She also organized concerts, Swahili drum lessons and cultural shows, and taught English to refugees. As a research assistant in UNC's neurophysiology lab, Miller studied traumatic brain injuries' effects on the brain's ability to process information and then combined her anthropological and psychological work for her honors thesis, in which she studied Somali refugees' interpretations of trauma-related mental illnesses.
Her work with refugees, other volunteer work and her thesis earned her the Center for Honors, Scholarship and Leadership's Civic Engagement Award and second place in UNC's annual Research Excellence Award competition.
Miller plans to take a break from school by returning to India to continue her work with women's empowerment and rural development organizations before pursuing an advanced degree in psychological anthropology.
Professor Doug Woody, School of Psychological Sciences, was named the 2012-2013 Outstanding Teacher in the College of Education and Behavioral Sciences
Two psychology majors from the School of Psychological Sciences were recognized for their research presentations during UNC’s Research Day:
Undergraduate Research Excellence Oral Presentations
- Second Place:
Somali Refugee Interpretations of trauma-related Mental Illness: Similarities and Differences between the Somali concepts of ‘Murugo Joogto’ and ‘Qulub’ and PTSD
Faculty Sponsor: Theodore Bashore
Experiences of Fire Survivors and Disaster Mental Health
Faculty Sponsor: Nancy Karlin
The School of Psychological Sciences Faculty selected 8 students to be recognized as School Scholars for the 2012-2013 year. These students were chosen based on their scholarship, classwork, leadership, and potential for success in the field:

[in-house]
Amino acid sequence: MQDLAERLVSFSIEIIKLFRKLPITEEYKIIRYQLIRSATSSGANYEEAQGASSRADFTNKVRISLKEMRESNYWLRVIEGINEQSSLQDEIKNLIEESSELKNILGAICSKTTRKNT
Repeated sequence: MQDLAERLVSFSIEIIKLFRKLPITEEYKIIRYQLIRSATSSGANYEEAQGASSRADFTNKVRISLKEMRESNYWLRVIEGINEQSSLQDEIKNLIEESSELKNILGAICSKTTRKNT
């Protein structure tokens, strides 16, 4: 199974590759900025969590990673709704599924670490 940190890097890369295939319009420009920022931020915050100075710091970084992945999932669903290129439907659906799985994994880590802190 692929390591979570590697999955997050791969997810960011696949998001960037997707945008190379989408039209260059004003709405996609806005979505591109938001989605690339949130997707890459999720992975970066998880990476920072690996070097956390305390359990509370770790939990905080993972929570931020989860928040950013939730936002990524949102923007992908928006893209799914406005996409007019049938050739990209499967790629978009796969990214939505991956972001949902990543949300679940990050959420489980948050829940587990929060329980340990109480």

- Kathryn Bruder
- Lauren Juhl
- Caitlin Miller
- Austin Seeley
- Lindsey Smith
- Brittany Wagner
- Abel Diaz, PhD Program in Educational Psychology
- Kristy Dykema, PhD Program in Educational Psychology
The Board of Directors for Psi Chi, the International Honor Society in Psychology, designated UNC’s chapter to be a 2012 “Psi Chi Model Chapter.” This designation reflects the activities of UNC’s chapter as well as its financial responsibility and its regular recruitment and induction of new members.
Josh Stewart, doctoral candidate in Educational Psychology, earned the Graduate Dean's Citation for Excellence, Fall Semester 2012, recognizing superior academic achievement of students who are candidates for a graduate degree at the University of Northern Colorado. In addition, Josh received the Graduate Dean’s Citation for Outstanding Dissertation: “Teaching of Evolution in Public Schools: A Cross-Cultural Examination.” Josh was mentored by Dr. Doug Woody and Dr. Steven Pulos.
Dr. Nancy Karlin, Professor of Psychological Sciences, was voted by the students as Best Professor in the College of Education and Behavioral Sciences.